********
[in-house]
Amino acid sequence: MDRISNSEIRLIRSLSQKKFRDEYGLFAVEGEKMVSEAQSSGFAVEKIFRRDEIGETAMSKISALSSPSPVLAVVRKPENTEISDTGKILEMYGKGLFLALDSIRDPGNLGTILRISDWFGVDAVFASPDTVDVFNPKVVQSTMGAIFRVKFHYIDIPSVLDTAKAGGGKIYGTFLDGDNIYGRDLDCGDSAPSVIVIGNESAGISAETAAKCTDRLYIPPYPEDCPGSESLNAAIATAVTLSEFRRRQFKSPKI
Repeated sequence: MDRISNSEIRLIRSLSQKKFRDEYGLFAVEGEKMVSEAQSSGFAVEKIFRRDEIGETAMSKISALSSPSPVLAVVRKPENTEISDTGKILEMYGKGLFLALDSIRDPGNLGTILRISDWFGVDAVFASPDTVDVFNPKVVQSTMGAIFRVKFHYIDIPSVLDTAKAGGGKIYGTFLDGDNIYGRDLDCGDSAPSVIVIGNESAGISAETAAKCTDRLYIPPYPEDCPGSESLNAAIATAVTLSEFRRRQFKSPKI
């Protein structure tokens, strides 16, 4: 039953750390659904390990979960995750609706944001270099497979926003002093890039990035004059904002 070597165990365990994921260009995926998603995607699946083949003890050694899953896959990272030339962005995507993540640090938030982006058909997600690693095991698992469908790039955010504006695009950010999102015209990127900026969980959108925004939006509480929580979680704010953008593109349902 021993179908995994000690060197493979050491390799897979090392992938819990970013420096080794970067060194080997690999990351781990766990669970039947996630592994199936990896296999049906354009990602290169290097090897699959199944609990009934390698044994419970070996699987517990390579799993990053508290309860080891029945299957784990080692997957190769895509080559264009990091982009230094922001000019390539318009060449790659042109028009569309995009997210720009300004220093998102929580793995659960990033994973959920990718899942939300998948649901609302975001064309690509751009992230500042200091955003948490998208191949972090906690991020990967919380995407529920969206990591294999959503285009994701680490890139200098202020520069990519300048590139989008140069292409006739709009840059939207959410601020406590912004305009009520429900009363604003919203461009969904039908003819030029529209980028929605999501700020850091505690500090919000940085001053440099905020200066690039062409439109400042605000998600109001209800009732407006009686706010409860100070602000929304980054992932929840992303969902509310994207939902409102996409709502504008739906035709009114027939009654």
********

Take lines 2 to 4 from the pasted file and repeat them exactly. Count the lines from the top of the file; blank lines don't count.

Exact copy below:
Amino acid sequence: MDRISNSEIRLIRSLSQKKFRDEYGLFAVEGEKMVSEAQSSGFAVEKIFRRDEIGETAMSKISALSSPSPVLAVVRKPENTEISDTGKILEMYGKGLFLALDSIRDPGNLGTILRISDWFGVDAVFASPDTVDVFNPKVVQSTMGAIFRVKFHYIDIPSVLDTAKAGGGKIYGTFLDGDNIYGRDLDCGDSAPSVIVIGNESAGISAETAAKCTDRLYIPPYPEDCPGSESLNAAIATAVTLSEFRRRQFKSPKI
Repeated sequence: MDRISNSEIRLIRSLSQKKFRDEYGLFAVEGEKMVSEAQSSGFAVEKIFRRDEIGETAMSKISALSSPSPVLAVVRKPENTEISDTGKILEMYGKGLFLALDSIRDPGNLGTILRISDWFGVDAVFASPDTVDVFNPKVVQSTMGAIFRVKFHYIDIPSVLDTAKAGGGKIYGTFLDGDNIYGRDLDCGDSAPSVIVIGNESAGISAETAAKCTDRLYIPPYPEDCPGSESLNAAIATAVTLSEFRRRQFKSPKI
């Protein structure tokens, strides 16, 4: 039953750390659904390990979960995750609706944001270099497979926003002093890039990035004059904002 070597165990365990994921260009995926998603995607699946083949003890050694899953896959990272030339962005995507993540640090938030982006058909997600690693095991698992469908790039955010504006695009950010999102015209990127900026969980959108925004939006509480929580979680704010953008593109349902 021993179908995994000690060197493979050491390799897979090392992938819990970013420096080794970067060194080997690999990351781990766990669970039947996630592994199936990896296999049906354009990602290169290097090897699959199944609990009934390698044994419970070996699987517990390579799993990053508290309860080891029945299957784990080692997957190769895509080559264009990091982009230094922001000019390539318009060449790659042109028009569309995009997210720009300004220093998102929580793995659960990033994973959920990718899942939300998948649901609302975001064309690509751009992230500042200091955003948490998208191949972090906690991020990967919380995407529920969206990591294999959503285009994701680490890139200098202020520069990519300048590139989008140069292409006739709009840059939207959410601020406590912004305009009520429900009363604003919203461009969904039908003819030029529209980028929605999501700020850091505690500090919000940085001053440099905020200066690039062409439109400042605000998600109001209800009732407006009686706010409860100070602000929304980054992932929840992303969902509310994207939902409102996409709502504008739906035709009114027939009654």